Another mistake that Arvidson said end-users have fallen victim to is making trade-offs in how long they will retain video data for based on how much disk space storage they can afford, which is where Quantum really differentiates itself in the market
“We’ve got a tiered storage approach, and what I mean by that is we have high-performance primary disk storage, which is important as I’m aggregating information from multiple networks and video recorders… but then what we look at after some period of time is, ‘I don’t need the expense of keeping that on a high-performance storage solution, I want to put it on a high-capacity, lower cost tier of storage that is still readily accessible but I just don’t need that real-time performance,’ explained Arvidson. “Then, after some period of time, I would certainly like to put it some cheaper tier of storage and what we have are tape libraries that not only support traditional archive and backup types of applications for things like disaster recovery, but we also support file-based tape and so I am able to write something that is 10 cents on the dollar compared to high performance disk storage, yet I still have the immediate accessibility. The fourth element of our solution is cloud-based because there may be stuff I want to migrate offsite.”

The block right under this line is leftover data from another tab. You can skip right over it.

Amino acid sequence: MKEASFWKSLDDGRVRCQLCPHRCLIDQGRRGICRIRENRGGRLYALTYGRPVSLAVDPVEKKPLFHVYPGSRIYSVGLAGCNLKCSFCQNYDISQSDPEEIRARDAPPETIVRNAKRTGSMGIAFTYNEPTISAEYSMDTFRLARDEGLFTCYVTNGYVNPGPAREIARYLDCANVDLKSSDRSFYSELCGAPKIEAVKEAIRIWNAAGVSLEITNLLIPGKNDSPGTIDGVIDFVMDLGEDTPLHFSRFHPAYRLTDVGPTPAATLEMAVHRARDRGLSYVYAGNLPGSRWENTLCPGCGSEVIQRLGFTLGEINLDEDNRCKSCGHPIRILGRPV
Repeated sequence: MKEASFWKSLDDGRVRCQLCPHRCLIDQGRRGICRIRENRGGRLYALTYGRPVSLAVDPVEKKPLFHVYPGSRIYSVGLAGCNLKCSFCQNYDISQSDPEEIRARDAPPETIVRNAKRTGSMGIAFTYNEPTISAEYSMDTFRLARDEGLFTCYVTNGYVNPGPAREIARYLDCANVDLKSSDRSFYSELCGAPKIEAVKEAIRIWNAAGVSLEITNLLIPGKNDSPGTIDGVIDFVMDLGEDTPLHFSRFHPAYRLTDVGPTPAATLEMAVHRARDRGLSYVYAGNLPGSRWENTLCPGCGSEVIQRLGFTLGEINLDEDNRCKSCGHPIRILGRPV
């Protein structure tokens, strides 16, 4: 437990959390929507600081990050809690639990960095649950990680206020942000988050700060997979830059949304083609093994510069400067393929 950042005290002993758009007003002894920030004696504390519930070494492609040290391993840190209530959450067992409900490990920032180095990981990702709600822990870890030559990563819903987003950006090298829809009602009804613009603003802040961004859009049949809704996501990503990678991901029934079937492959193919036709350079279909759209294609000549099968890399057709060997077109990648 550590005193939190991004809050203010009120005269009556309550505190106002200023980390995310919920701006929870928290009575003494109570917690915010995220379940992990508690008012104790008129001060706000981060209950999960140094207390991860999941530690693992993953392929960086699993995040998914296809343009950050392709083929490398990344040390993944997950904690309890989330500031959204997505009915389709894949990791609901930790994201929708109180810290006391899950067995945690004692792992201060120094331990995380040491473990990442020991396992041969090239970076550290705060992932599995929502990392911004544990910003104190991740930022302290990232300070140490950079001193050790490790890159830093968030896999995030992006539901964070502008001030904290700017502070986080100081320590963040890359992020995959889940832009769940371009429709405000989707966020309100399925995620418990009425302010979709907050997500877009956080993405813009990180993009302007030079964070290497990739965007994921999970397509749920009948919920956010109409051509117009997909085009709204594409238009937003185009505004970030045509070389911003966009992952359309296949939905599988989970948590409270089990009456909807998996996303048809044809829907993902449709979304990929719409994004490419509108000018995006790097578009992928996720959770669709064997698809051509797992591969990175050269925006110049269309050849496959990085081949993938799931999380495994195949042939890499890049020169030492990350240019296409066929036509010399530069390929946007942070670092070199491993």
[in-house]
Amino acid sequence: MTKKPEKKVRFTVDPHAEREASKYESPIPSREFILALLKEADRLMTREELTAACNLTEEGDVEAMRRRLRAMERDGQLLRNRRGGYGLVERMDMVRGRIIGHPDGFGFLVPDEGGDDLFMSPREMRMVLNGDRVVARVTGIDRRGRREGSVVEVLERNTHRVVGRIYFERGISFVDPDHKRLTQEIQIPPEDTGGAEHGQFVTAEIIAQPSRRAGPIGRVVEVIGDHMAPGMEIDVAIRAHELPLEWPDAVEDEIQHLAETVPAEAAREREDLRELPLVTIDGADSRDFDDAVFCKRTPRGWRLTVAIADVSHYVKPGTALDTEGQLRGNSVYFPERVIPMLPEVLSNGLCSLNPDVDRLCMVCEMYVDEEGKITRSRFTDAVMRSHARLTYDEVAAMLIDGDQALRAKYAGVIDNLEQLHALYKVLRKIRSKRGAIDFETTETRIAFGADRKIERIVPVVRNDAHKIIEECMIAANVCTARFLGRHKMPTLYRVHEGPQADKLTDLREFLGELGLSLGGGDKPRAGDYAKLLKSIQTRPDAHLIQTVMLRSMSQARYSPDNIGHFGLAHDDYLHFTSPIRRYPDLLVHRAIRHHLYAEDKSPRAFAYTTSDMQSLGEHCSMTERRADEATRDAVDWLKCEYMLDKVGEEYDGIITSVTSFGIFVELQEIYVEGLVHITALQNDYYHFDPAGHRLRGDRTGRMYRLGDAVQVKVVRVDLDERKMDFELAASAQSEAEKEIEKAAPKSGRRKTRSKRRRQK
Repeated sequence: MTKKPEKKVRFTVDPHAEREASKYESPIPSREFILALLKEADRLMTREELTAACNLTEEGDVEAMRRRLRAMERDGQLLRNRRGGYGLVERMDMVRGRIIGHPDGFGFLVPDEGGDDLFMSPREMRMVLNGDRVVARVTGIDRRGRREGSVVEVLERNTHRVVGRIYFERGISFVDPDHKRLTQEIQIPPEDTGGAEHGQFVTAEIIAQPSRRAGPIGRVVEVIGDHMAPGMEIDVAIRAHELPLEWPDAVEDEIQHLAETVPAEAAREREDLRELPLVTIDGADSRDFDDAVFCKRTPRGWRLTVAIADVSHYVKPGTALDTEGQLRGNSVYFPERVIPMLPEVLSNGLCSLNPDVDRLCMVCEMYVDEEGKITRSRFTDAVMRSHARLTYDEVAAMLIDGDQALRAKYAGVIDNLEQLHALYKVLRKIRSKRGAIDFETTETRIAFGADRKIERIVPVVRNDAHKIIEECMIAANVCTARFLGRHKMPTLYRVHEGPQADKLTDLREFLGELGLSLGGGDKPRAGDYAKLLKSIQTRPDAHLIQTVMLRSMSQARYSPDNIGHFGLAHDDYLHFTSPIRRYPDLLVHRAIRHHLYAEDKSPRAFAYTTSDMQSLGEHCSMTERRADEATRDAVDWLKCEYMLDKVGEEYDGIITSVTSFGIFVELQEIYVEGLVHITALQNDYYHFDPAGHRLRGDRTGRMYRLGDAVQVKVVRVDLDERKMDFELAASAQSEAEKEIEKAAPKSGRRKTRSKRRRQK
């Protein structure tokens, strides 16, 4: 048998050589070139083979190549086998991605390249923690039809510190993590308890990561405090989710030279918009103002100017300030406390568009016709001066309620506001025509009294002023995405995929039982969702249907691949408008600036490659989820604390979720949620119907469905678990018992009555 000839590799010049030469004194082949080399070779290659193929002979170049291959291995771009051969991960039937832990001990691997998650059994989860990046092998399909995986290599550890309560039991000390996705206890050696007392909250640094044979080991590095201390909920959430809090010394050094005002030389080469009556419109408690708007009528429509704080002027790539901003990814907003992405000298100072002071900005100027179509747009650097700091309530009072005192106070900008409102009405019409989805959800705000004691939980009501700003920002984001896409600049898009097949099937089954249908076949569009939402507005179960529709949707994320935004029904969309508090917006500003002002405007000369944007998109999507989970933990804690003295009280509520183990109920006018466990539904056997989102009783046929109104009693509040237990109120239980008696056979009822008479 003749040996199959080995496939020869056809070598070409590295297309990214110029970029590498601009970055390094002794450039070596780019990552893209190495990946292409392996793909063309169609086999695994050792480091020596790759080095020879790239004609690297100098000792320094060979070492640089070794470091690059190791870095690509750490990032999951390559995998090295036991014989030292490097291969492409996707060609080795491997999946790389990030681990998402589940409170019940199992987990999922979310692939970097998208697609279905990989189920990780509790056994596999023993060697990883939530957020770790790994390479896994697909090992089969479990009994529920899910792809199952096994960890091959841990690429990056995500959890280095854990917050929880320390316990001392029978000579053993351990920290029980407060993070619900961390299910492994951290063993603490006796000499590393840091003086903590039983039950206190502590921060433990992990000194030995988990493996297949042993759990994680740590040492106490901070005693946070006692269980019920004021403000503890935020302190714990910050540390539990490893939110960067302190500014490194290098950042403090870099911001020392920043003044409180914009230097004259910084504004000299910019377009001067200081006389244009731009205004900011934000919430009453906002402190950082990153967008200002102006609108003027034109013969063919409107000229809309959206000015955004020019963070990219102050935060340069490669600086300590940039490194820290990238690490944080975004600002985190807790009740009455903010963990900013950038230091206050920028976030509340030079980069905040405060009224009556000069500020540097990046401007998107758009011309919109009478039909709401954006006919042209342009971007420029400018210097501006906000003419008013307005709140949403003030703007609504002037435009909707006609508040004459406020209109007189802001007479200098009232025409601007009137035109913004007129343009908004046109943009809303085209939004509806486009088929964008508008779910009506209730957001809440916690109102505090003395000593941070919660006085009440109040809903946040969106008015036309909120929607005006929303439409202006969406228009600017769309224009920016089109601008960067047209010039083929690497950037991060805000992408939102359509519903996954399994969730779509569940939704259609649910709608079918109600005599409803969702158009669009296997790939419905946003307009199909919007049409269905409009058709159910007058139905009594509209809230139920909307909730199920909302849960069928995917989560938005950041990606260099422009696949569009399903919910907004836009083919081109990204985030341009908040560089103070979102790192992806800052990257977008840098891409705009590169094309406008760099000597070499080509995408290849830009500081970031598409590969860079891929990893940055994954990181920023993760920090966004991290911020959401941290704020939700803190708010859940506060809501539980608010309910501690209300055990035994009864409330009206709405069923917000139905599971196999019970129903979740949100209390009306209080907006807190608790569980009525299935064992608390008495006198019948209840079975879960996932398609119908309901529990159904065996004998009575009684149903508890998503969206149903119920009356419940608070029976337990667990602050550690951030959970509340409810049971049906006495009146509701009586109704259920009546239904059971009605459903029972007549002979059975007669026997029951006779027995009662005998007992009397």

Even with high-performance disk storage, however, appliances in the field have not always performed up to the expectations of end-users. According to Aubrey Muhlach, surveillance segment marketing manager for Seagate Technology, which manufactures surveillance-optimized hard drives for a number of different companies, one of the problems the industry experienced in years past was the failure of surveillance drives in the field, many of which were not designed to handle the day-to-day to stresses placed on them by video data.